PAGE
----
On May 22nd and 23rd I held a workshop on Effective Altruism, open to Whitman students and the Walla Walla community. Each day ran for about three hours. My primary goal for the workshop was to give students a space and framework for thinking about the impact they make in the world.
Effective Altruism and Whitman
Susan Buchanan, who served as the college’s career counselor for the past 15 years, told me that the majority of students who visited her are seeking value-driven work. She usually references them to idealist.org, a network of job opportunities and organizations driven to do good in the world.
But which organizations are more effective than the others?
At Whitman, we’re inspired to think critically. Inevitably, if faced with the decision of working at one of many well-intentioned organizations, recent graduates will wonder how to determine the better choice. The effective altruism community tries to address that problem by providing a framework for determining the efficacy of organizations, and the effect that you can have working for them.
Do people want to learn about effective altruism (EA)?
100% of attendees who replied to a post-workshop survey indicated that they would like to see EA programming held again, and would recommend it to their peers. Of course, my respondent pool was small and not controlled, but it’s a start. EA organizations are similarly experiencing growth, with many people significantly changing their career plans due to EA coaching.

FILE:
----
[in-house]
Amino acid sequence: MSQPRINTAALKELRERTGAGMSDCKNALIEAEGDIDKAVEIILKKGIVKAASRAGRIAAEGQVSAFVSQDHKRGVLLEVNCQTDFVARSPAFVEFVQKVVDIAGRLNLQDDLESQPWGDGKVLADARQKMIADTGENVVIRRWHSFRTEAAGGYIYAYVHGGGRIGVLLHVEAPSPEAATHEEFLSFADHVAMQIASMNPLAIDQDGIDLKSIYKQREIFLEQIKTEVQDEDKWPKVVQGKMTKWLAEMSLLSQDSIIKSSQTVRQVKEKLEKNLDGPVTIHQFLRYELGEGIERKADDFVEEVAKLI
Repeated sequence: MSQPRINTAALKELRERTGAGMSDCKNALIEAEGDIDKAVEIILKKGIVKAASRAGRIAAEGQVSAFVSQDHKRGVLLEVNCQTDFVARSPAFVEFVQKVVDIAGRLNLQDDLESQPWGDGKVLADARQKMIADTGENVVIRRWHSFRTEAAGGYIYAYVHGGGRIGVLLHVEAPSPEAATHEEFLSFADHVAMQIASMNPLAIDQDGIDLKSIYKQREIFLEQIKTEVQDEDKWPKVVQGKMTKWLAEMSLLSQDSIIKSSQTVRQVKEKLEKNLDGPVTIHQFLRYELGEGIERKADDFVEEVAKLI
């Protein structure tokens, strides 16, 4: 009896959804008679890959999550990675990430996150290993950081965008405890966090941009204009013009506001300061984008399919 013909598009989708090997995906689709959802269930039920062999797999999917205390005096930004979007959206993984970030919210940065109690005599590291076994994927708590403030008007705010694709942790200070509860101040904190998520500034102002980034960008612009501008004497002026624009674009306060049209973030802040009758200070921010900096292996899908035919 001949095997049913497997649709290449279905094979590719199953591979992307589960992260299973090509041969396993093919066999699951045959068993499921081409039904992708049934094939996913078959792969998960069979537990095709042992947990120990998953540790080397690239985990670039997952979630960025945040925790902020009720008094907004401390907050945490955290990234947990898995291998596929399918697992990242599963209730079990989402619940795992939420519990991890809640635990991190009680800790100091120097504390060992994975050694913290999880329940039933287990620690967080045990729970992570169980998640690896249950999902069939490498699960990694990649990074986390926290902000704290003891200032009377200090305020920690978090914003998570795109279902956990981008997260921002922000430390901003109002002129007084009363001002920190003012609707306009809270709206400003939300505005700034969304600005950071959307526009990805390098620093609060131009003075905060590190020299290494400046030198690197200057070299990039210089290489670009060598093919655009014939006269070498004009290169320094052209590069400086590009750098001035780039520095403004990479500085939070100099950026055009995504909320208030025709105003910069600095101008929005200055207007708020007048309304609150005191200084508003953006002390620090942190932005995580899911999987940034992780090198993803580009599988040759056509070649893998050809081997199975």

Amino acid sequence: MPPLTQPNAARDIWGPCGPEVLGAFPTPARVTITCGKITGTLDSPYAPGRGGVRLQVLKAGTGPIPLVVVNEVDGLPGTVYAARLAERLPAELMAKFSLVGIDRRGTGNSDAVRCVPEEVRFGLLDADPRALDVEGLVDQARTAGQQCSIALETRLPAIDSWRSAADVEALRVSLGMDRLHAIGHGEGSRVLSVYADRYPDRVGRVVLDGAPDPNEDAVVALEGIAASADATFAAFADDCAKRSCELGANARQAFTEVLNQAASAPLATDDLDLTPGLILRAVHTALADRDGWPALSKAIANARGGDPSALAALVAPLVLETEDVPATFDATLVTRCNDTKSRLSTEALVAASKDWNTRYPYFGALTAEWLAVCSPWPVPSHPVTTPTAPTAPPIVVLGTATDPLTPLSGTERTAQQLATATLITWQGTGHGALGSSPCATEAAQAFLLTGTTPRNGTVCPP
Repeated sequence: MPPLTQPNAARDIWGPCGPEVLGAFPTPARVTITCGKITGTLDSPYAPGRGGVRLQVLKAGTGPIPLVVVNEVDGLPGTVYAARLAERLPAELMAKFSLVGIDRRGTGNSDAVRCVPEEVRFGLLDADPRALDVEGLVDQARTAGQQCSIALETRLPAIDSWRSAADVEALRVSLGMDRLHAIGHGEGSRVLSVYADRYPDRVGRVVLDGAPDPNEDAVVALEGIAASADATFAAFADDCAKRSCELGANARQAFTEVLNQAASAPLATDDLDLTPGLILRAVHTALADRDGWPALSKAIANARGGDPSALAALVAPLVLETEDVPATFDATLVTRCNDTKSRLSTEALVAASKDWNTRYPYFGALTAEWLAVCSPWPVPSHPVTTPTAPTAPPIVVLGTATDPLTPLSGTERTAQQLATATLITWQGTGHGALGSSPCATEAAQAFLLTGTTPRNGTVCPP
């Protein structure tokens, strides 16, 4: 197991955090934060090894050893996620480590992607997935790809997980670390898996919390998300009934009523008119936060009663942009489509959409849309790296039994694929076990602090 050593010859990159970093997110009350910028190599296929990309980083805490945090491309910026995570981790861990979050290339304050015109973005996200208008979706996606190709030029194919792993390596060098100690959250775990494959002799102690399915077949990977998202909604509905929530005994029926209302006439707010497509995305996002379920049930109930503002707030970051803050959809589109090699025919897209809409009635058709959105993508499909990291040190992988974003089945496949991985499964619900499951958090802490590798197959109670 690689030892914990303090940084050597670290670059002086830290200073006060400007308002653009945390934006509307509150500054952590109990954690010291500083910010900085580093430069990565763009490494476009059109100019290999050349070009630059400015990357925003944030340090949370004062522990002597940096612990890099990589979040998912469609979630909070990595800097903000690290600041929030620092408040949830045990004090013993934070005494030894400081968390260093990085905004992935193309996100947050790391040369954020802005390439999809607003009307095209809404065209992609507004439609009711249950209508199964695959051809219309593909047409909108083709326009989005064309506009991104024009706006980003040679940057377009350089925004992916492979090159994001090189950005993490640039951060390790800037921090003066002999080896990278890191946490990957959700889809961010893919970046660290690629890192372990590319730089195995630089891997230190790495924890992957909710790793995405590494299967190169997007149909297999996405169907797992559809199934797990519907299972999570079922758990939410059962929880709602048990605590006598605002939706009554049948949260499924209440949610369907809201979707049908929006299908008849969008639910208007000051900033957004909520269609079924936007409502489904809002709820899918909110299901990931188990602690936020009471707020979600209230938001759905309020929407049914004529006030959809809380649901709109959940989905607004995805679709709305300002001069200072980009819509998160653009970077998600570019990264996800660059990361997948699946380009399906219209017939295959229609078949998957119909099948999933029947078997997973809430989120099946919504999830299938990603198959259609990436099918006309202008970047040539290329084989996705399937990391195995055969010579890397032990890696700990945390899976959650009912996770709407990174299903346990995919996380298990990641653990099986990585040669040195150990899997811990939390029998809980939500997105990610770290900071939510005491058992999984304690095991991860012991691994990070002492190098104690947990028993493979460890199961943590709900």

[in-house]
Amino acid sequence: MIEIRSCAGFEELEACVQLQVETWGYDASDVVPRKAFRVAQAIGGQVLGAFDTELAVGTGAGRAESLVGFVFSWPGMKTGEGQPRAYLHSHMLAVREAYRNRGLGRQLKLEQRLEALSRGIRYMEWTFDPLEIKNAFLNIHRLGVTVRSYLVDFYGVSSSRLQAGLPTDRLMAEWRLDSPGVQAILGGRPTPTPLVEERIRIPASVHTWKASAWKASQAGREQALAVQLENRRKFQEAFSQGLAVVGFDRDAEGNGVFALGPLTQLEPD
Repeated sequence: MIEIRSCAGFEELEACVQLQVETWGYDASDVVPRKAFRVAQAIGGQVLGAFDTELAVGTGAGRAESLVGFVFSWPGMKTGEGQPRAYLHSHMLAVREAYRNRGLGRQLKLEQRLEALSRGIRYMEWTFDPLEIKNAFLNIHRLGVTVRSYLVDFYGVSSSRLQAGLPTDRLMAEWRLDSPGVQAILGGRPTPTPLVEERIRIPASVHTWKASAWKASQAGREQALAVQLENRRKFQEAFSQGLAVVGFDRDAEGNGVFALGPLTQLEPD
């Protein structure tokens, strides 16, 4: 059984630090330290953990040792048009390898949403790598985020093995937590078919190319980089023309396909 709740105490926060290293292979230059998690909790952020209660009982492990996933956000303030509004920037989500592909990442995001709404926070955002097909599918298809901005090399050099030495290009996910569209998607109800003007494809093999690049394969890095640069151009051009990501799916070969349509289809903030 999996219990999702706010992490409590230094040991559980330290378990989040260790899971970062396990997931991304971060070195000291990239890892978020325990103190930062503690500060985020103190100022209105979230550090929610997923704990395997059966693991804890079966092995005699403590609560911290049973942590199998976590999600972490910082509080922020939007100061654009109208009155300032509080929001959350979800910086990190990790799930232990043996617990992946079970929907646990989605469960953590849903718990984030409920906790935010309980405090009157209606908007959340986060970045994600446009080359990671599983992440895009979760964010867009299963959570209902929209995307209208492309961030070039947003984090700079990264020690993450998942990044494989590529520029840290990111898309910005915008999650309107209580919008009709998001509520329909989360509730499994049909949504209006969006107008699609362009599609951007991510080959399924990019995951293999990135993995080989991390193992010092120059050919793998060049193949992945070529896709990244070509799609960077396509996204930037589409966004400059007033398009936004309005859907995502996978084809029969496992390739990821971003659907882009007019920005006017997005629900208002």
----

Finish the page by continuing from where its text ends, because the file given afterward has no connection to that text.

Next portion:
Discovering Effective Altruism
I first found effective altruism in 2013 through Lesswrong, “a community blog devoted to refining the art of human rationality”. I was particularly compelled by the contributions of Luke Melhauser, who showed me that the conceptual analysis I had leveraged as a student was not necessarily the best epistemology around. Even after a four year degree, I was ignorant of basic cognitive biases like anchoring and hindsight bias.
Biases are boring
As an avid philosophy major, the analytical underpinnings and bias exploration of the EA movement were what originally attracted me to the community. However, I quickly learned that this isn’t the case for everyone.
Crackers and Dip: Lessons from my workshop
The most popular activity in my workshop was based around the blog post “Social interventions Gone Wrong” at 80,000 Hours. Participants had to predict whether or not various social interventions had been successful. Those examples gave students a concrete foundation and desire to learn more about the conceptual underpinnings of the EA movement. Let’s call this the ‘cracker and dip’ strategy (which I now realize is essentially project-based learning). You need a practical experience (cracker) upon which you can base more fluid abstractions (dip).
Drowning in dip
My first workshop day was centered on concepts at the foundation of effective altruism: technical rationality, cognitive biases, and cause prioritization. I thought it was important to understand the fundamental concepts before playing around with real-world examples. Participants expressed their feedback in the form of a sharp attendance drop on the second day of the workshop.
Some biscuits with that?
Feedback indicates that students want more EA programming, and they want it over a longer period with hands-on activities. The Student Engagement Center is well situated to address this, but why not include academic departments like Philosophy, Psychology, and Economics? In the end, it will be up to students and individuals to spearhead demand for more content addressing the efficacy of value-driven work.